Their arraignment came hours after a grand jury issued a superseding indictment, which added more charges against those arrested Jan. 20.
Appearing Friday in court was the first group of the 214 arrested and charged in the unrest on 16 city blocks that occurred while President Trump was being inaugurated. During that mayhem, several businesses had windows broken and other property damage. Rioters also threw rocks and other objects at officers.
Judge Lynn Leibovitz heard two cases — the first involving an alleged rioter from Florida, the other involving the pleas of 11 indicted on a charge of inciting a riot and destruction of property, among other charges.
In the first case, Dane Powell of Tampa, Florida, pleaded guilty to felony rioting and for throwing rocks and pieces of cement at police officers. Taking the deal could spare Powell from a possible maximum of 20 years in prison. Instead, he’ll face anywhere from 2 to 6 years when he is sentenced in July, according to the U.S. attorney’s office for the District of Columbia.
Powell, along with many of the other alleged rioters, are accused by prosecutors of being in a group that formed a “black bloc.” Such a formation, prosecutors said, is an organized group wearing all black, gas masks and goggles to conceal their identities and to avoid pepper spray.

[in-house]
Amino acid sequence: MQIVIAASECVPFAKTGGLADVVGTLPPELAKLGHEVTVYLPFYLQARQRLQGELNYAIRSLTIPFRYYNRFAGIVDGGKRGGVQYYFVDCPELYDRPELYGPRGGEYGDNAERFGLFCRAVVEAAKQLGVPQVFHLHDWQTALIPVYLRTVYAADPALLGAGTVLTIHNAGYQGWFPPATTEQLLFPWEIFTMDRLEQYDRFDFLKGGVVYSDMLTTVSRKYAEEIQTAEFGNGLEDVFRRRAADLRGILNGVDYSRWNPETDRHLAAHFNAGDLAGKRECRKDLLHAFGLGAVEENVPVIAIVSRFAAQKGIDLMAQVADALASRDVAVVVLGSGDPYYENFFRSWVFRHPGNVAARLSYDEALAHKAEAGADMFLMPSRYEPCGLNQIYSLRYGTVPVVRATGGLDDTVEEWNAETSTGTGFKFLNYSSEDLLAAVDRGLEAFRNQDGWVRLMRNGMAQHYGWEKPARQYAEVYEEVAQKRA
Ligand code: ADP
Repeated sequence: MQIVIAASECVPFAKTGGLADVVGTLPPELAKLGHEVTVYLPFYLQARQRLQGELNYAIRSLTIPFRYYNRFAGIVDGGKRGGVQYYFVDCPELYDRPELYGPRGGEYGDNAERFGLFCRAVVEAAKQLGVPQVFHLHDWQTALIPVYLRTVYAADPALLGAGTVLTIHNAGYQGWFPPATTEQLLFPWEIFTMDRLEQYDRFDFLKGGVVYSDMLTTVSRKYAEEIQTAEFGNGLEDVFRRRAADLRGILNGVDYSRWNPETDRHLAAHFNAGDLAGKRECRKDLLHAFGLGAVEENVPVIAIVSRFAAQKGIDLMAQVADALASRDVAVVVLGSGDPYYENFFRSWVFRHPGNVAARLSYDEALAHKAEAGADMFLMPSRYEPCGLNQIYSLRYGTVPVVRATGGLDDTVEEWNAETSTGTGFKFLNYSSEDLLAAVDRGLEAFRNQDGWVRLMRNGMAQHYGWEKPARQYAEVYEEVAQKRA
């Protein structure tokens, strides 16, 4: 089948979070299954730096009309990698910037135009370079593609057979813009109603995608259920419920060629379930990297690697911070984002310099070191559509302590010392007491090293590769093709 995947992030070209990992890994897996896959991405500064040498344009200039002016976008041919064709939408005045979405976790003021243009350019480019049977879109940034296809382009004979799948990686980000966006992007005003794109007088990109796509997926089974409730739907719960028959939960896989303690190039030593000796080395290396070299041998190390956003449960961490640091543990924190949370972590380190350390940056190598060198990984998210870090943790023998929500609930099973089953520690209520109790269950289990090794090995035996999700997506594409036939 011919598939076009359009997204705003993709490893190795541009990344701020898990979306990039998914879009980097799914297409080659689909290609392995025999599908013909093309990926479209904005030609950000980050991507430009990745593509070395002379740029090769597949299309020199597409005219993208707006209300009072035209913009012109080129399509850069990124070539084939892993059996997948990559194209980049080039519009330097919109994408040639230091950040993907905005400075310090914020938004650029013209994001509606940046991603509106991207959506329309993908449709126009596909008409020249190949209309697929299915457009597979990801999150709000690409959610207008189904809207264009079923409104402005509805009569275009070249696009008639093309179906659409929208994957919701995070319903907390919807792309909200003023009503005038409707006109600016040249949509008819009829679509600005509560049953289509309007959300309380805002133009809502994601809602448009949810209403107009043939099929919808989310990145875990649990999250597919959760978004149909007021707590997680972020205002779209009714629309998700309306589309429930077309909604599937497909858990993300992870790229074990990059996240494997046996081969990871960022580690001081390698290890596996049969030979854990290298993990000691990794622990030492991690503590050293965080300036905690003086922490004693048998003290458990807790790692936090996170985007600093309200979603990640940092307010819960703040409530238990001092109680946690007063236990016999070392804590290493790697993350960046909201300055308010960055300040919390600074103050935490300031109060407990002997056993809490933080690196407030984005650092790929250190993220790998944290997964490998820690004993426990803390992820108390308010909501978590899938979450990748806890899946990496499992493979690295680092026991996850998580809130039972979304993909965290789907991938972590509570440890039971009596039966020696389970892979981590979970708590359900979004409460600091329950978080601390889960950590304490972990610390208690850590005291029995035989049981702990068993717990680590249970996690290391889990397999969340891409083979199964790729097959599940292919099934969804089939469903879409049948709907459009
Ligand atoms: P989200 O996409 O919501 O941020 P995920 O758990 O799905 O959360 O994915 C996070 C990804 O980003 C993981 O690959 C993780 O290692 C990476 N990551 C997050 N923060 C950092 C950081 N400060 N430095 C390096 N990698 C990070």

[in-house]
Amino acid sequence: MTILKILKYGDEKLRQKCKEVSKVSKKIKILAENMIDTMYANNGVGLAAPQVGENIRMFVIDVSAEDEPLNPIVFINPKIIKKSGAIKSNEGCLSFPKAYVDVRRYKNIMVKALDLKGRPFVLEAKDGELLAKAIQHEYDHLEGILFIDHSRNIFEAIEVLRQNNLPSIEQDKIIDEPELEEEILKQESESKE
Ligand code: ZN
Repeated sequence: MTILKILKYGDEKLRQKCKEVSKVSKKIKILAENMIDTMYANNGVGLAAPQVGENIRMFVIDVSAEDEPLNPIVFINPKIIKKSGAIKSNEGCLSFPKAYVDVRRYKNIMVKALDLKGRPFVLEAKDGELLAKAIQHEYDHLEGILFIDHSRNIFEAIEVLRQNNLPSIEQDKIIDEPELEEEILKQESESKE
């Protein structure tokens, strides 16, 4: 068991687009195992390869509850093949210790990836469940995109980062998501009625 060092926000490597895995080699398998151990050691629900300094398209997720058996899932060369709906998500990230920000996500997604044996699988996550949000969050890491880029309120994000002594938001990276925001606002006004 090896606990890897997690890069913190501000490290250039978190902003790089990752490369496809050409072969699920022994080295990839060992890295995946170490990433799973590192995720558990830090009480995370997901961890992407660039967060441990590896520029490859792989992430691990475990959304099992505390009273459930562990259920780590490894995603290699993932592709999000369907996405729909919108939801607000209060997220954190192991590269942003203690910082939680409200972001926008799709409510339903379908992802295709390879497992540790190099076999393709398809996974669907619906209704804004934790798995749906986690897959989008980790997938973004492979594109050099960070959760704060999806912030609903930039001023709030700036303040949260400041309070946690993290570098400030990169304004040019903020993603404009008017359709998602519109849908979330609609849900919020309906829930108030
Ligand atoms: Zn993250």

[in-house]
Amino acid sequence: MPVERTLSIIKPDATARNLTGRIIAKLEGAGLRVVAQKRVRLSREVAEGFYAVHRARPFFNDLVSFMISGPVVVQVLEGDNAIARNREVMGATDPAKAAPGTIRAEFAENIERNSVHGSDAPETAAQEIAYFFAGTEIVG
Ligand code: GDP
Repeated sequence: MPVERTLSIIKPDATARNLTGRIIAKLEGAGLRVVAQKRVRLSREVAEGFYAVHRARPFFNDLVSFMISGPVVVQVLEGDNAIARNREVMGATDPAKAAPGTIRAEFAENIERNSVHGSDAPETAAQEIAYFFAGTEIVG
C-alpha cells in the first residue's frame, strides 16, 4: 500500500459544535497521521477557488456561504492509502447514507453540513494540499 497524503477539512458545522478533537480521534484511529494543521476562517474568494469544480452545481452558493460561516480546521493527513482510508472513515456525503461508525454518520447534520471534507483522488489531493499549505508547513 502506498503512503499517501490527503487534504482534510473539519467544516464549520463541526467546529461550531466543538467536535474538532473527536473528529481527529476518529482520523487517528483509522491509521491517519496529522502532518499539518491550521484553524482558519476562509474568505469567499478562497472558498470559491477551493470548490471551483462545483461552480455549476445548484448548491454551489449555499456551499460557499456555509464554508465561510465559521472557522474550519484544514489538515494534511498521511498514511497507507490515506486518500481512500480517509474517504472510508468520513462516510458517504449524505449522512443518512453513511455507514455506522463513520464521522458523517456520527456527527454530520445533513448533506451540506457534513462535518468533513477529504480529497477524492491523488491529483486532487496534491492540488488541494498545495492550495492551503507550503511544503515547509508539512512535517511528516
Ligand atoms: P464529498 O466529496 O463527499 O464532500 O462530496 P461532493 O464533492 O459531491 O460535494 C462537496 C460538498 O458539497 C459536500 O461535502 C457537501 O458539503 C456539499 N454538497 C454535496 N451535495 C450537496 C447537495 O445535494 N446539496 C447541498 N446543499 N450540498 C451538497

Eleven other suspects filled a courtroom after Powell’s case, as the judge heard their cases all at once. All pleaded not guilty.
Much of the discussion in the court centered on evidence and the data collected from the cellphones of those arrested. So far, prosecutors said, more than 600 hours of video have been collected in the case.
The judge tasked the prosecution to give all the defendants copies of the information that detectives took off their phones.
“None of us has actually been presented with individual evidence,” said Ben Aubin, a Pittsburgh, Pennsylvania, resident who came to show support for his friends as they entered their pleas.
“The prosecution itself sounds as though that they are also frustrated by the lack of evidence against any individual,” added Aubin, who was not part of Friday’s proceedings but is among the 214 charged.
Aubin believes many of those arrested may only be guilty of being in the wrong place at the wrong time. What took place, he said, is a result of some protesters not being allowed to let their voices be heard.
“I think that in today’s political climate, it’s only natural that we find ourselves in a situation where we see desperate people acting in desperate ways,” Aubin said.
All those charged were assigned court dates in March 2018, but will be back in court twice beforehand to discuss the evidence and the status of their cases.
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